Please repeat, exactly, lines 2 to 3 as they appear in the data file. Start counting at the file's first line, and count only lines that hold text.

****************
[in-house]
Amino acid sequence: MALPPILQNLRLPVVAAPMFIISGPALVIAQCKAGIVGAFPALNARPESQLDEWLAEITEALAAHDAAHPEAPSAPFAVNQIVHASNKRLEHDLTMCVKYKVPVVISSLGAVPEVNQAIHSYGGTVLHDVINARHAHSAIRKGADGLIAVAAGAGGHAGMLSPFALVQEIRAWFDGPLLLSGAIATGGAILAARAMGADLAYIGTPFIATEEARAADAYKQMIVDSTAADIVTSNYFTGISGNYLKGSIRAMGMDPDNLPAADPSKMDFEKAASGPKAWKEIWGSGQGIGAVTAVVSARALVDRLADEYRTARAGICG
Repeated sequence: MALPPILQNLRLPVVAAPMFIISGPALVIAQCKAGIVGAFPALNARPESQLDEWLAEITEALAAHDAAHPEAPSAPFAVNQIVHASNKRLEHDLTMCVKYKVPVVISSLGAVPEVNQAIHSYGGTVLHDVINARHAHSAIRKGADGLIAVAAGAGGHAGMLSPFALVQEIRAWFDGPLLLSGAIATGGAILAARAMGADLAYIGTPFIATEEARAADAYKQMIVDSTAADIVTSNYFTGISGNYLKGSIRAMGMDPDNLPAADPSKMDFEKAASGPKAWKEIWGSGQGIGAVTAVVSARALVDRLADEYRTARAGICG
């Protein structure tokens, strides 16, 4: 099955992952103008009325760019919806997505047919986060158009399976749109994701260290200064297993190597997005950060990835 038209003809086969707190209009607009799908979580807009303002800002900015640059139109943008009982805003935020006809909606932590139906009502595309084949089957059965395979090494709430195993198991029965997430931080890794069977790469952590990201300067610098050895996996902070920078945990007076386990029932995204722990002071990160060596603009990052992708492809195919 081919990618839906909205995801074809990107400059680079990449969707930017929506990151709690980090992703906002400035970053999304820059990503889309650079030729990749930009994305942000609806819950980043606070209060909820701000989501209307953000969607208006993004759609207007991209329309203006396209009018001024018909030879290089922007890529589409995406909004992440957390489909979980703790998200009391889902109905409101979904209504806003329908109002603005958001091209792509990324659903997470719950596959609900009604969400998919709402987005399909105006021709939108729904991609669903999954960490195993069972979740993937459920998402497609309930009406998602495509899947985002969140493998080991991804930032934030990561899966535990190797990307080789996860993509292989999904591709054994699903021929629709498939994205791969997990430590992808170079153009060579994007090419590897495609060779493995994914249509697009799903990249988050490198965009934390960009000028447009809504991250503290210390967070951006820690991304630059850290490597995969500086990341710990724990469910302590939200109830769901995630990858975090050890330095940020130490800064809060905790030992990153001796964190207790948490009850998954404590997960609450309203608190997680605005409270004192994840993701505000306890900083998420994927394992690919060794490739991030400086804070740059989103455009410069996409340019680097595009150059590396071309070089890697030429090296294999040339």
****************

Amino acid sequence: MALPPILQNLRLPVVAAPMFIISGPALVIAQCKAGIVGAFPALNARPESQLDEWLAEITEALAAHDAAHPEAPSAPFAVNQIVHASNKRLEHDLTMCVKYKVPVVISSLGAVPEVNQAIHSYGGTVLHDVINARHAHSAIRKGADGLIAVAAGAGGHAGMLSPFALVQEIRAWFDGPLLLSGAIATGGAILAARAMGADLAYIGTPFIATEEARAADAYKQMIVDSTAADIVTSNYFTGISGNYLKGSIRAMGMDPDNLPAADPSKMDFEKAASGPKAWKEIWGSGQGIGAVTAVVSARALVDRLADEYRTARAGICG
Repeated sequence: MALPPILQNLRLPVVAAPMFIISGPALVIAQCKAGIVGAFPALNARPESQLDEWLAEITEALAAHDAAHPEAPSAPFAVNQIVHASNKRLEHDLTMCVKYKVPVVISSLGAVPEVNQAIHSYGGTVLHDVINARHAHSAIRKGADGLIAVAAGAGGHAGMLSPFALVQEIRAWFDGPLLLSGAIATGGAILAARAMGADLAYIGTPFIATEEARAADAYKQMIVDSTAADIVTSNYFTGISGNYLKGSIRAMGMDPDNLPAADPSKMDFEKAASGPKAWKEIWGSGQGIGAVTAVVSARALVDRLADEYRTARAGICG